New York is always an intriguing backdrop for a story, and these are three of my favorite recently-published novels set in the city.

CITY OF GIRLS by Elizabeth Gilbert
After being kicked out of college, 19-year-old Vivian Morris heads to Manhattan in the 1940s. She moves in with her Aunt Peg, who owns the Lily Playhouse, a colorful, crumbling theater. By day Vivian earns her keep as a costumer, and by night she tears up the town with her new showgirl best friend. But when she makes a personal mistake that threatens the viability of the theater, she leaves town in a cloud of scandal. In the second half of the story, an older, wiser Vivian returns to New York, where she discovers her own versions of love and family. City of Girls is centered around strong female characters, challenging traditional gender roles and relationships, and the story is so vibrant and vividly told that it practically bursts off the page.

LILLIAN BOXFISH TAKES A WALK by Kathleen Rooney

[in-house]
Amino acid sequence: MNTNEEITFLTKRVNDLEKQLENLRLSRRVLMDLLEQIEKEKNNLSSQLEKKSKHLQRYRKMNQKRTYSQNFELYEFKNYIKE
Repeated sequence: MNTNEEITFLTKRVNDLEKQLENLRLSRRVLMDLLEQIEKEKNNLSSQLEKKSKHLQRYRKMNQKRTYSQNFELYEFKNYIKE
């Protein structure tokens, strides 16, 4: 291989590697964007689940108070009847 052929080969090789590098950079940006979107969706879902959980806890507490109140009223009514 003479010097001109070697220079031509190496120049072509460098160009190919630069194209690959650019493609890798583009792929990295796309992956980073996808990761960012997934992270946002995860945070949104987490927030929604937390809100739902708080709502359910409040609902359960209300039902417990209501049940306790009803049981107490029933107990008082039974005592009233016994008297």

On New Year’s Eve in 1984, 85-year-old Lillian Boxfish strolls Manhattan, visiting places that were pivotal to her. Chapters alternate between present and past as she reminisces about her long, eventful life—including a groundbreaking career as a copywriter at the iconic Macy’s department store—which took some unexpected turns and sometimes veered into dark territory. LILLIAN is my favorite kind of story, quirky and bittersweet. The title character is based on Margaret Fishback, the highest paid female advertising copywriter of the 1930s.

RULES OF CIVILITY by Amor Towles
Rules of Civility follows Katey Kontent, a smart, witty, ambitious young woman, through the working world and into the New York social circle in the late 1930s, beginning with a chance encounter at a Greenwich Village jazz bar on New Year’s Eve. Not only are there echoes of F. Scott Fitzgerald and Edith Wharton, whose tales are infused with glamour and grief, literary lovers will appreciate the abundance of bookish references throughout. “I’ve come to realize,” muses Katey, “that however blue my circumstances, if after finishing a chapter of a Dickens novel I feel a miss-my-stop-on-the-train sort of compulsion to read on, then everything is probably going to be just fine.”